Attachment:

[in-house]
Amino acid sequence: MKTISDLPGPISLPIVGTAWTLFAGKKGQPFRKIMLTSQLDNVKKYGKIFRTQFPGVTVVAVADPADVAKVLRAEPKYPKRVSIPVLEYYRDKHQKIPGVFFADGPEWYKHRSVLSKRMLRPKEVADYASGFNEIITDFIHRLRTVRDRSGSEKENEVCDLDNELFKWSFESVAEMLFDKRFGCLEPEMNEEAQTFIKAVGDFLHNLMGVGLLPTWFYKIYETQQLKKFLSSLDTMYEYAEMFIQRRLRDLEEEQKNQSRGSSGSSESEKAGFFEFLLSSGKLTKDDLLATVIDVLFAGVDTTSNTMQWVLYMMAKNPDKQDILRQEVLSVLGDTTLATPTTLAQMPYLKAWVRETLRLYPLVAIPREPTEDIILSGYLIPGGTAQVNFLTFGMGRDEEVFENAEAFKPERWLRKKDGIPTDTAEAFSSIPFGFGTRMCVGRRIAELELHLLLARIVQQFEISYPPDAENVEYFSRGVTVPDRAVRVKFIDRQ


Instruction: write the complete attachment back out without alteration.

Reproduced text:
[in-house]
Amino acid sequence: MKTISDLPGPISLPIVGTAWTLFAGKKGQPFRKIMLTSQLDNVKKYGKIFRTQFPGVTVVAVADPADVAKVLRAEPKYPKRVSIPVLEYYRDKHQKIPGVFFADGPEWYKHRSVLSKRMLRPKEVADYASGFNEIITDFIHRLRTVRDRSGSEKENEVCDLDNELFKWSFESVAEMLFDKRFGCLEPEMNEEAQTFIKAVGDFLHNLMGVGLLPTWFYKIYETQQLKKFLSSLDTMYEYAEMFIQRRLRDLEEEQKNQSRGSSGSSESEKAGFFEFLLSSGKLTKDDLLATVIDVLFAGVDTTSNTMQWVLYMMAKNPDKQDILRQEVLSVLGDTTLATPTTLAQMPYLKAWVRETLRLYPLVAIPREPTEDIILSGYLIPGGTAQVNFLTFGMGRDEEVFENAEAFKPERWLRKKDGIPTDTAEAFSSIPFGFGTRMCVGRRIAELELHLLLARIVQQFEISYPPDAENVEYFSRGVTVPDRAVRVKFIDRQ